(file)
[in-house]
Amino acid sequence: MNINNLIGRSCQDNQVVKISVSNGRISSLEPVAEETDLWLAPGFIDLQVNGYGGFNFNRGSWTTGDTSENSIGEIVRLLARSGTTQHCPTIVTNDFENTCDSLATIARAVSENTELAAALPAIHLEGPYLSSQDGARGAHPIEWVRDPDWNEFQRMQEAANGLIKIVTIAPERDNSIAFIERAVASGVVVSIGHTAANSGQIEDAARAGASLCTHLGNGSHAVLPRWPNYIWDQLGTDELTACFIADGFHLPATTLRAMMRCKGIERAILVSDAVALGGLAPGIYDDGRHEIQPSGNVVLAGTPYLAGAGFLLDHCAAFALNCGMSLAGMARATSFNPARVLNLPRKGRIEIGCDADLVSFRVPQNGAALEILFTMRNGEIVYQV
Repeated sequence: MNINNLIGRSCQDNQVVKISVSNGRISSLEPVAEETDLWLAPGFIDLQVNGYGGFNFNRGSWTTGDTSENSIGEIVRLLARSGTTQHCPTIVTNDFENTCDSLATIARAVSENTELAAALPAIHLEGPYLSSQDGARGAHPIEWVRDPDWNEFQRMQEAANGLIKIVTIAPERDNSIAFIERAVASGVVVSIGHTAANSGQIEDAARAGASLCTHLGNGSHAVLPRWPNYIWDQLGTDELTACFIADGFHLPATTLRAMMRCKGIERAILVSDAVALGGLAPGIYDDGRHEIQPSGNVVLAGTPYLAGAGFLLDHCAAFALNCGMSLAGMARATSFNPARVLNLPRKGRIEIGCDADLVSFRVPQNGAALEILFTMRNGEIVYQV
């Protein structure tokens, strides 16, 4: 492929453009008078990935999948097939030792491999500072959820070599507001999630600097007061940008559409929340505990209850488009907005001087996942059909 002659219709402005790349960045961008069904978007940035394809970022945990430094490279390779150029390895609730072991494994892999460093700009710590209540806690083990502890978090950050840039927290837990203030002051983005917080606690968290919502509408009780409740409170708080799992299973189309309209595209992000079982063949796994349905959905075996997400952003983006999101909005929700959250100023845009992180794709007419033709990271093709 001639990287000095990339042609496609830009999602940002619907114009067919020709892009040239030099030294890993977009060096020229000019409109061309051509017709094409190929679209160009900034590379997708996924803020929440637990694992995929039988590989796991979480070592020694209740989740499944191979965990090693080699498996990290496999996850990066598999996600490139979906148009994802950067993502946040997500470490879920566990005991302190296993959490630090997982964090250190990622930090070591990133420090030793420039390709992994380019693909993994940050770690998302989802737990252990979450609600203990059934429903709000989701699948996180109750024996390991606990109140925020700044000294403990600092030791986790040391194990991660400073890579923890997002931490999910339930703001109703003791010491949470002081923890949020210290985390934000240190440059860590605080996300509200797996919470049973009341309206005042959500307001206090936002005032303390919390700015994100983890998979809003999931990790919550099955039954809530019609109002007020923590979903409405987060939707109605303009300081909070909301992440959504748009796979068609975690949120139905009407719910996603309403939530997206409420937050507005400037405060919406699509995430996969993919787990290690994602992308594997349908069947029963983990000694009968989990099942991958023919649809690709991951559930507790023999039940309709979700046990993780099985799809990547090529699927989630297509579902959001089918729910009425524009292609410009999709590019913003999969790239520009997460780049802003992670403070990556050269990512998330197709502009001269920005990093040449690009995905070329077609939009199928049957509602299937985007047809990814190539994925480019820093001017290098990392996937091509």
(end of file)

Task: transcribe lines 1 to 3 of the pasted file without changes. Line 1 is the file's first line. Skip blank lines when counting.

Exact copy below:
[in-house]
Amino acid sequence: MNINNLIGRSCQDNQVVKISVSNGRISSLEPVAEETDLWLAPGFIDLQVNGYGGFNFNRGSWTTGDTSENSIGEIVRLLARSGTTQHCPTIVTNDFENTCDSLATIARAVSENTELAAALPAIHLEGPYLSSQDGARGAHPIEWVRDPDWNEFQRMQEAANGLIKIVTIAPERDNSIAFIERAVASGVVVSIGHTAANSGQIEDAARAGASLCTHLGNGSHAVLPRWPNYIWDQLGTDELTACFIADGFHLPATTLRAMMRCKGIERAILVSDAVALGGLAPGIYDDGRHEIQPSGNVVLAGTPYLAGAGFLLDHCAAFALNCGMSLAGMARATSFNPARVLNLPRKGRIEIGCDADLVSFRVPQNGAALEILFTMRNGEIVYQV
Repeated sequence: MNINNLIGRSCQDNQVVKISVSNGRISSLEPVAEETDLWLAPGFIDLQVNGYGGFNFNRGSWTTGDTSENSIGEIVRLLARSGTTQHCPTIVTNDFENTCDSLATIARAVSENTELAAALPAIHLEGPYLSSQDGARGAHPIEWVRDPDWNEFQRMQEAANGLIKIVTIAPERDNSIAFIERAVASGVVVSIGHTAANSGQIEDAARAGASLCTHLGNGSHAVLPRWPNYIWDQLGTDELTACFIADGFHLPATTLRAMMRCKGIERAILVSDAVALGGLAPGIYDDGRHEIQPSGNVVLAGTPYLAGAGFLLDHCAAFALNCGMSLAGMARATSFNPARVLNLPRKGRIEIGCDADLVSFRVPQNGAALEILFTMRNGEIVYQV